Unabashed about mining the creative pool that is teen angst, The Pains of Being Pure at Heart sound exactly like their name implies; their songs are wistful, longing, heart-wrenching affairs. It's a simple formula, and Lord knows that this New York quartet isn't the first to discover it. Actually, there isn't much about the band that's altogether original; their self-titled 2009 full-length debut sounds more like the '80s college rock spawned in Ireland and the United Kingdom (See: Jesus and Mary Chain, My Bloody Valentine) than anything contemporary. But the familiar, reverb-heavy aesthetic is only a means to the songwriting's end: Audiences will have no problem singing and dancing along with this band. Fitting, then, that festival organizers offered the band this primo outdoor stage-slot on opening night. —Pete Freedman
8 p.m., Main Stage #1
Amazingly, it took hooking up with Wilco's Jeff Tweedy to earn gospel-soul legend Mavis Staples her first Grammy, which she received for last year's excellent You Are Not Alone. Frankly, it's an outrage. After all, this is Mavis Staples we're talking about—the same woman who killed it at Wattstax, swapped verses with Rick Danko in The Last Waltz and voiced the Civil Rights movement through Staples Singers hits like "Respect Yourself." No offense to Sarah Jaffe and the other fine acts sharing the stage with Staples this Thursday night, but they're about to get served. Or maybe even saved. —Noah W. Bailey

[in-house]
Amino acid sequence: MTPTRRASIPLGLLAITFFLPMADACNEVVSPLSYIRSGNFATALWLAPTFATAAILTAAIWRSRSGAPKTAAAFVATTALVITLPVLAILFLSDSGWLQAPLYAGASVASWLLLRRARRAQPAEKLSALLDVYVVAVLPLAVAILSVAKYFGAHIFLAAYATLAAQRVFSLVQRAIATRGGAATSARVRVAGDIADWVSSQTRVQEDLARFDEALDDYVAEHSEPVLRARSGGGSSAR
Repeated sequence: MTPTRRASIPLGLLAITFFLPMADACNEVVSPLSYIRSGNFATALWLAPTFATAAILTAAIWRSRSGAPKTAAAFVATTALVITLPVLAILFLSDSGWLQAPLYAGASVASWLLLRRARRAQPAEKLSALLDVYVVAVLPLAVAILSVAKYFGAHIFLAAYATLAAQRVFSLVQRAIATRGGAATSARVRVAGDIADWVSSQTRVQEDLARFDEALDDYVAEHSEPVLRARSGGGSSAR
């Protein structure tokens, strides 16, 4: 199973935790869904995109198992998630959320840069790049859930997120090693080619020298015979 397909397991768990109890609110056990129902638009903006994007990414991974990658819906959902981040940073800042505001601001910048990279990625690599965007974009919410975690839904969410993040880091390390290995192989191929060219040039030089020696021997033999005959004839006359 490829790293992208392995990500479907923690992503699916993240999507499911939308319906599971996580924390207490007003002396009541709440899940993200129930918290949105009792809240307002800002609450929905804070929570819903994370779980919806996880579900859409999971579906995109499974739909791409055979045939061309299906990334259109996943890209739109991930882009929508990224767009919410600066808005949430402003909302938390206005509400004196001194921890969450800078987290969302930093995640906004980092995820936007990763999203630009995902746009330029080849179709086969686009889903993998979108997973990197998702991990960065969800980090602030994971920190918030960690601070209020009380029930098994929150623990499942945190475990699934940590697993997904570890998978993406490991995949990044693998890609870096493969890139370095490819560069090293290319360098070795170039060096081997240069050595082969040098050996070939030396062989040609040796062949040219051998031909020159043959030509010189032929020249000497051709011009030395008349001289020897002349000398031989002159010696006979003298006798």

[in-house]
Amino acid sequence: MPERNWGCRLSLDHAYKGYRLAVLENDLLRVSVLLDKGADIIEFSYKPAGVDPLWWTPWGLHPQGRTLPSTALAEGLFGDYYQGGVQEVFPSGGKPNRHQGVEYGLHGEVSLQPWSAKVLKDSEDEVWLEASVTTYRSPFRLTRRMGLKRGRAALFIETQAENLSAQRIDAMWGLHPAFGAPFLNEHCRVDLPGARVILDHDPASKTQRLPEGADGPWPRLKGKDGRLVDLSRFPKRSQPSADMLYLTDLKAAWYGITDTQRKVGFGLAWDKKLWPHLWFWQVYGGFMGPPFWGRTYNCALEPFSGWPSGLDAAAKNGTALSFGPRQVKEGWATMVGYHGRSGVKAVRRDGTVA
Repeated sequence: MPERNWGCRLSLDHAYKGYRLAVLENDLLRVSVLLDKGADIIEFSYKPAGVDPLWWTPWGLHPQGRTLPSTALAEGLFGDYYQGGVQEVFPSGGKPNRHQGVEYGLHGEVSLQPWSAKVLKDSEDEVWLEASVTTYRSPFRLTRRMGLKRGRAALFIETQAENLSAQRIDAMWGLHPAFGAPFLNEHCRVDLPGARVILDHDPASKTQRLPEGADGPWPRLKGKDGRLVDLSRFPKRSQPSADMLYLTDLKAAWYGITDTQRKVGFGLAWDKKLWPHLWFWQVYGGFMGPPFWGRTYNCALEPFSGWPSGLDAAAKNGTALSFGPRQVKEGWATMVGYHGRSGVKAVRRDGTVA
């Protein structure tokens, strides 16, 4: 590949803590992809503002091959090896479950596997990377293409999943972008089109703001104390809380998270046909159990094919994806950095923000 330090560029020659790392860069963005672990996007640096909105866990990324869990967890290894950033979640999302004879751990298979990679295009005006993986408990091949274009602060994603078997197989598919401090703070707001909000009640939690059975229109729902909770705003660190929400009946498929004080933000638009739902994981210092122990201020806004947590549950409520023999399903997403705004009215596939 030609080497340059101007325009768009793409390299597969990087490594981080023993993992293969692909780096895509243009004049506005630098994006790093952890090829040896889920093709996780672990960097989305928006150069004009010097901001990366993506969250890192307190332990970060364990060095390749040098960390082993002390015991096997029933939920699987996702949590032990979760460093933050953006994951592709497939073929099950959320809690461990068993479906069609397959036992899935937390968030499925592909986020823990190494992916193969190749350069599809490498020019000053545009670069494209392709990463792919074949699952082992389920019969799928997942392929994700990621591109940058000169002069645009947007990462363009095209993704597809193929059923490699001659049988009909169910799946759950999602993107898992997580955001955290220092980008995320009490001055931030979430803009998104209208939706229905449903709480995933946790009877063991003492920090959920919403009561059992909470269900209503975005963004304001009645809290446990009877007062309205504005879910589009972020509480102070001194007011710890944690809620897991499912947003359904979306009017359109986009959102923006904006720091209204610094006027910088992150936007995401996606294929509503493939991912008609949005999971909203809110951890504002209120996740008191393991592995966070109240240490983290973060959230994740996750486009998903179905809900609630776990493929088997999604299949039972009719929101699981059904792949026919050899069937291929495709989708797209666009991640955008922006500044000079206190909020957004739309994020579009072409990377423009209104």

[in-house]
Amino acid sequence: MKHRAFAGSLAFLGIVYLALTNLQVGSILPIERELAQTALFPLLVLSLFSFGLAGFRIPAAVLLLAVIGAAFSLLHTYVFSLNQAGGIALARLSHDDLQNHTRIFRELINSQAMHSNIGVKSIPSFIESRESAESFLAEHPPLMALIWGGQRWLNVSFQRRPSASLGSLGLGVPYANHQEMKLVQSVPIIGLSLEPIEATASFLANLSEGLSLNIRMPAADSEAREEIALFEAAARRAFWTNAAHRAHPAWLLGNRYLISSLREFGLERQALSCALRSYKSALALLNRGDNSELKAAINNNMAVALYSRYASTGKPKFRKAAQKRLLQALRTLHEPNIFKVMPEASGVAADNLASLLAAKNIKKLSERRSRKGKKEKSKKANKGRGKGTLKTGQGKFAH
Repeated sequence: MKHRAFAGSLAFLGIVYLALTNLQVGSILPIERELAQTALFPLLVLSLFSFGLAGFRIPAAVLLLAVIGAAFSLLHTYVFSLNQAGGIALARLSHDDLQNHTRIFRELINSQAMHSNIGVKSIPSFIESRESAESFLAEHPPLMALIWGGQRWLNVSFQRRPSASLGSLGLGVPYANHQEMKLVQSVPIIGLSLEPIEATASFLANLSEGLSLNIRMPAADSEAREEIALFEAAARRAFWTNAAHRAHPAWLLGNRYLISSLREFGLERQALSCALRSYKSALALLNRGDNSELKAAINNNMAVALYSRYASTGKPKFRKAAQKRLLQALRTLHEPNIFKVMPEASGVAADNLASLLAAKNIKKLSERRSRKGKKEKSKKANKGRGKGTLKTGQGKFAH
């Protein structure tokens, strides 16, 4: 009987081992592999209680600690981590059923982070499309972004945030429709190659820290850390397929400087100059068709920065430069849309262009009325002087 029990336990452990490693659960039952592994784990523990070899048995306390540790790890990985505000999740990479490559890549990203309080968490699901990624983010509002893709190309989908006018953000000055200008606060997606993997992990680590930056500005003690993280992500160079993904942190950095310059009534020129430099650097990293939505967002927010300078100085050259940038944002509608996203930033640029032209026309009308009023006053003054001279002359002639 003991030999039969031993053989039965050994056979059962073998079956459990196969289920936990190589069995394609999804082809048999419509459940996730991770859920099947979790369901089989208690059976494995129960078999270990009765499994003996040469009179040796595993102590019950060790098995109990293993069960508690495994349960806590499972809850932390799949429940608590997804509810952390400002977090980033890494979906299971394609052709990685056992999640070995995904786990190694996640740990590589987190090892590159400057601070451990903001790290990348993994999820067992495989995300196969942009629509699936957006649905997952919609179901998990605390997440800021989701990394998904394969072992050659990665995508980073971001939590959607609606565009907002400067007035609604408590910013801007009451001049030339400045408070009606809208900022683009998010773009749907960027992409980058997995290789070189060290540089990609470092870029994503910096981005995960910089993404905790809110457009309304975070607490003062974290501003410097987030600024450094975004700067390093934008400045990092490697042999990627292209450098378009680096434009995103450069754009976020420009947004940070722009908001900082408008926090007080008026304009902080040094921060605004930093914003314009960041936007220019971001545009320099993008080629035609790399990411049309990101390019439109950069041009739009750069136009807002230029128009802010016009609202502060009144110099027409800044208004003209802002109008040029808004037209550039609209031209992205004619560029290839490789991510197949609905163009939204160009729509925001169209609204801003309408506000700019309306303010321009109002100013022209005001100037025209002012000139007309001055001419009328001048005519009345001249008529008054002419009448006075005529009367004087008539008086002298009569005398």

1 a.m., Hailey's Club
Cut Chemist (born Lucas Christian MacFadden) is a DJ and producer who is known for his legendary turntable skills—talents he's very willing to loan to others, even. Most notably, MacFadden has been a member of underground hip-hop group Jurassic 5 and the experimental Latin funk band Ozomatli. But with eight releases under his own name, too—most recently, last year's Sound of the Police, not to mention collaborations with Shorkut of Invisibl Skratch Piklz and DJ Shadow—MacFadden has been a mainstay of the West Coast underground hip-hop sound since the mid-'90s. A fitting choice as the headliner of the festival's first hip-hop bill of the week, for sure. —Rodrigo Diaz
8 p.m., Main Stage #1
Those who attended The Flaming Lips' set at last year's festival will no doubt remember the Heavy Metal Parking Lot-meets-Dazed and Confused vibe of the whole affair. Expect 2011 headliners Dr. Dog to supply the same good times on a slightly smaller scale, with plenty of roller-rink anthems and beach ball-bouncing grooves to satisfy the crowds around Denton's square. They're currently on tour taking a victory lap of sorts for last year's triumphant Shame, Shame, the band's fourth straight platter of tuneful, softly psychedelic classic rock—equal parts Beatles, Band and Philly soul. —Noah W. Bailey
1 a.m., Hailey's Club